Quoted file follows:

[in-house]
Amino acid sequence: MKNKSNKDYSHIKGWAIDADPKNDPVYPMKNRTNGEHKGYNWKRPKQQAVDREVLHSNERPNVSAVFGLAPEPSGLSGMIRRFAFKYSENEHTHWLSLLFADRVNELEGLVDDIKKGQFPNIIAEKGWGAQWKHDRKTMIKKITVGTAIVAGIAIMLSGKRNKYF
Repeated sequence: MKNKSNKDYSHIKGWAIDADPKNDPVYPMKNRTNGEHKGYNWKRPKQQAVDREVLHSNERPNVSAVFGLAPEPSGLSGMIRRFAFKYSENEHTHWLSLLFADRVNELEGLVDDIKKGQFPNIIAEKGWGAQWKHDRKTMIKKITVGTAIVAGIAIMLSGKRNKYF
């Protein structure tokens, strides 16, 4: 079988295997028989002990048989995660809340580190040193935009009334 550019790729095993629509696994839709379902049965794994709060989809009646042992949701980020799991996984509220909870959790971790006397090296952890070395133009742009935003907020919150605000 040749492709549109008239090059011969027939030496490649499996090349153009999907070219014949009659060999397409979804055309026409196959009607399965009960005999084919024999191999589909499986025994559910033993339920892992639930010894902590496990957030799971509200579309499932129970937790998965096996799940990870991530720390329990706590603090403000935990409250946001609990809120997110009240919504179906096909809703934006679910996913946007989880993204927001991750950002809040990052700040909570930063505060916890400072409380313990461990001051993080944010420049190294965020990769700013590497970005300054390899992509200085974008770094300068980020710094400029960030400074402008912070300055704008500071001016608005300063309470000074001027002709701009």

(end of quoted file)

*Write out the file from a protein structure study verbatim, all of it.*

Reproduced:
[in-house]
Amino acid sequence: MKNKSNKDYSHIKGWAIDADPKNDPVYPMKNRTNGEHKGYNWKRPKQQAVDREVLHSNERPNVSAVFGLAPEPSGLSGMIRRFAFKYSENEHTHWLSLLFADRVNELEGLVDDIKKGQFPNIIAEKGWGAQWKHDRKTMIKKITVGTAIVAGIAIMLSGKRNKYF
Repeated sequence: MKNKSNKDYSHIKGWAIDADPKNDPVYPMKNRTNGEHKGYNWKRPKQQAVDREVLHSNERPNVSAVFGLAPEPSGLSGMIRRFAFKYSENEHTHWLSLLFADRVNELEGLVDDIKKGQFPNIIAEKGWGAQWKHDRKTMIKKITVGTAIVAGIAIMLSGKRNKYF
């Protein structure tokens, strides 16, 4: 079988295997028989002990048989995660809340580190040193935009009334 550019790729095993629509696994839709379902049965794994709060989809009646042992949701980020799991996984509220909870959790971790006397090296952890070395133009742009935003907020919150605000 040749492709549109008239090059011969027939030496490649499996090349153009999907070219014949009659060999397409979804055309026409196959009607399965009960005999084919024999191999589909499986025994559910033993339920892992639930010894902590496990957030799971509200579309499932129970937790998965096996799940990870991530720390329990706590603090403000935990409250946001609990809120997110009240919504179906096909809703934006679910996913946007989880993204927001991750950002809040990052700040909570930063505060916890400072409380313990461990001051993080944010420049190294965020990769700013590497970005300054390899992509200085974008770094300068980020710094400029960030400074402008912070300055704008500071001016608005300063309470000074001027002709701009």